U.S. single-family home prices in May rose from the previous year at the same pace as April but fell short of forecasts, as housing construction slowed and new home sales lagged existing home sales, a closely watched survey said on Tuesday.

The S&P/Case Shiller composite index of 20 metropolitan areas in May gained 4.9 percent year over year, matching the pace set in April. Economists polled by Reuters had projected a stronger pace of a 5.6 percent increase.

Denver, San Francisco, and Dallas experienced the biggest year-over-year home appreciation among the 20 cities with price increases of 10.0 percent, 9.7 percent and 8.4 percent, respectively.

"As home prices continue rising, they are sending more upbeat signals than other housing market indicators,” David Blitzer, chairman of the index committee at S&P Dow Jones Indices, said in a statement.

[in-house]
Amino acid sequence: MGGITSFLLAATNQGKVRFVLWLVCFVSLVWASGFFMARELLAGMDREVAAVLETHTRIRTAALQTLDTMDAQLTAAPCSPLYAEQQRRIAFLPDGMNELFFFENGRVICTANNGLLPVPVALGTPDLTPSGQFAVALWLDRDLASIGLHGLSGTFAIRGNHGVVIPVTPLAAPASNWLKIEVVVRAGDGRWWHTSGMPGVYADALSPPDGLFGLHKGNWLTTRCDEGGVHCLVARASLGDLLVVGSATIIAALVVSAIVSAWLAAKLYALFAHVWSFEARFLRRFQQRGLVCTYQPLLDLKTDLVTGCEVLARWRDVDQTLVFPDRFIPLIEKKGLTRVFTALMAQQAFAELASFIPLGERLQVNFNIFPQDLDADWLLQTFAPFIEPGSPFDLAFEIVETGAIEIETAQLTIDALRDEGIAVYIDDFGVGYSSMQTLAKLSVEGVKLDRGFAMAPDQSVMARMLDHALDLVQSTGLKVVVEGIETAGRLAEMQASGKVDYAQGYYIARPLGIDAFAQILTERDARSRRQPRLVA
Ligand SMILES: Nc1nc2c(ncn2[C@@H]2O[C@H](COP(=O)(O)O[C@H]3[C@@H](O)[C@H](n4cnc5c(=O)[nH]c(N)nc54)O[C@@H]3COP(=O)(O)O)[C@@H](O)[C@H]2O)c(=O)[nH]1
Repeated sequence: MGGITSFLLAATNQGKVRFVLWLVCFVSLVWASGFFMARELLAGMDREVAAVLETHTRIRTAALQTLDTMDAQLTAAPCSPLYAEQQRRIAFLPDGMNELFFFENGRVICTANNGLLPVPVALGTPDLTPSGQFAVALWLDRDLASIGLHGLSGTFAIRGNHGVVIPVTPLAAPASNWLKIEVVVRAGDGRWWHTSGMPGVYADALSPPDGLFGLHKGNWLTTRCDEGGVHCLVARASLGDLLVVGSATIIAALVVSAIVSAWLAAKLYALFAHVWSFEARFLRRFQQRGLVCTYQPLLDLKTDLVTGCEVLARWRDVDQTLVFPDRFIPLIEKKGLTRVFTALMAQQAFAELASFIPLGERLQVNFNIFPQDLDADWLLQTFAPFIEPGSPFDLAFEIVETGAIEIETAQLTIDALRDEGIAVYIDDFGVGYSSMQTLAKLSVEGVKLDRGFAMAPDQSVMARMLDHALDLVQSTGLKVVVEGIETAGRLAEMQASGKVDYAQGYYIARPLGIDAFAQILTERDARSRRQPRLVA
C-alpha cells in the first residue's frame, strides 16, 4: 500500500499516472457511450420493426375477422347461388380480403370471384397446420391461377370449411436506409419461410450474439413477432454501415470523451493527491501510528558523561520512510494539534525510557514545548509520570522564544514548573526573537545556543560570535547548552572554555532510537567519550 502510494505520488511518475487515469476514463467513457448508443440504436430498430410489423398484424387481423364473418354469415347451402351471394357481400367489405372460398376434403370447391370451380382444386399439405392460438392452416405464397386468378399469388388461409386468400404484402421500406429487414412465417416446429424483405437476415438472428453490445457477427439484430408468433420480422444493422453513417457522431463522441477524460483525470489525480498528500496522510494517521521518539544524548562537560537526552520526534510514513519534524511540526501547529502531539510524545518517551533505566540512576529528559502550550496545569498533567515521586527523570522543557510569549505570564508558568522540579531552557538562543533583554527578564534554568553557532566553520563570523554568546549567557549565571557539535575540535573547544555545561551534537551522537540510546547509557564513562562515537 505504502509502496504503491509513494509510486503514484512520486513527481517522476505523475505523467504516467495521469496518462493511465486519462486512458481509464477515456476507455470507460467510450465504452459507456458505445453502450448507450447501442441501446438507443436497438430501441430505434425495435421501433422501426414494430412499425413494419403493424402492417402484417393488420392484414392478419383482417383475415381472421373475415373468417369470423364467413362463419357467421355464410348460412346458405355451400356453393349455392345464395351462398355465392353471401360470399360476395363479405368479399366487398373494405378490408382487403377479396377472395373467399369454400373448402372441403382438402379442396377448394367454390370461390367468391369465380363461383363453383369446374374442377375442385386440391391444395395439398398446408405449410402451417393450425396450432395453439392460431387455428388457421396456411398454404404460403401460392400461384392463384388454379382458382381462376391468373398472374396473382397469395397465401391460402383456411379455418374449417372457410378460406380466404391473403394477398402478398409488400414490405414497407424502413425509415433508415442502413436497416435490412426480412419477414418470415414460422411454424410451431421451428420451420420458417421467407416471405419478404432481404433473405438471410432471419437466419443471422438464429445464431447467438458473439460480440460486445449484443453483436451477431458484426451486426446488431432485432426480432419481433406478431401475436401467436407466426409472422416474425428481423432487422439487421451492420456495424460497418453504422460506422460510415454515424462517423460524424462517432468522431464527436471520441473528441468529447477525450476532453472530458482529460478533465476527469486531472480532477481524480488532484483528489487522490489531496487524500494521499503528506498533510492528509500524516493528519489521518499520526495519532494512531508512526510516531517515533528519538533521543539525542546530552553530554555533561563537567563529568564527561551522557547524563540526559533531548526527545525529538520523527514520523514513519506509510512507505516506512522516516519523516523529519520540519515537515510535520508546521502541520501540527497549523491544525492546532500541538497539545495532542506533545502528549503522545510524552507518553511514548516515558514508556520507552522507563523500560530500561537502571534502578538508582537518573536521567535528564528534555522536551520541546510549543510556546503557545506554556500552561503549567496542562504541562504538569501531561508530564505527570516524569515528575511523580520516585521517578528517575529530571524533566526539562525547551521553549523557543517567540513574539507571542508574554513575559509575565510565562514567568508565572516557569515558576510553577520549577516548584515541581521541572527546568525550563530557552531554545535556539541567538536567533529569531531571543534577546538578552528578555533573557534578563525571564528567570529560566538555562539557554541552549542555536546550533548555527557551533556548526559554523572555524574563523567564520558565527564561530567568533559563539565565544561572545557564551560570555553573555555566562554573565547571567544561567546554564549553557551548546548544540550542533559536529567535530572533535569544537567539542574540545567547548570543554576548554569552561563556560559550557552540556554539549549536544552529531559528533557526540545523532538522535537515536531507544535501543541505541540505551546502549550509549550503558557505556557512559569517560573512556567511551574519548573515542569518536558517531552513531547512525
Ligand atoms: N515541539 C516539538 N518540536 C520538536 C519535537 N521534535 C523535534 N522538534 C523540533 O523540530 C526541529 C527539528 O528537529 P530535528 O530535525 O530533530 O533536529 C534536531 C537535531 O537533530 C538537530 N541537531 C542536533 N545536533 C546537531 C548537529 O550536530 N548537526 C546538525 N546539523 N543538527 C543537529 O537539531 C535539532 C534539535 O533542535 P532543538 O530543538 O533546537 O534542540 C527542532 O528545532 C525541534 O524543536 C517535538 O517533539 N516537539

Blitzer added price increases have settled in a 4-5 percent rate following double-digit rises in 2013.

He blamed first-time homebuyers as "the weak spot" for the price plateau. 

By Richard Leong- Reuters (Editing by Chizu Nomiyama; Editing by Chizu Nomiyama)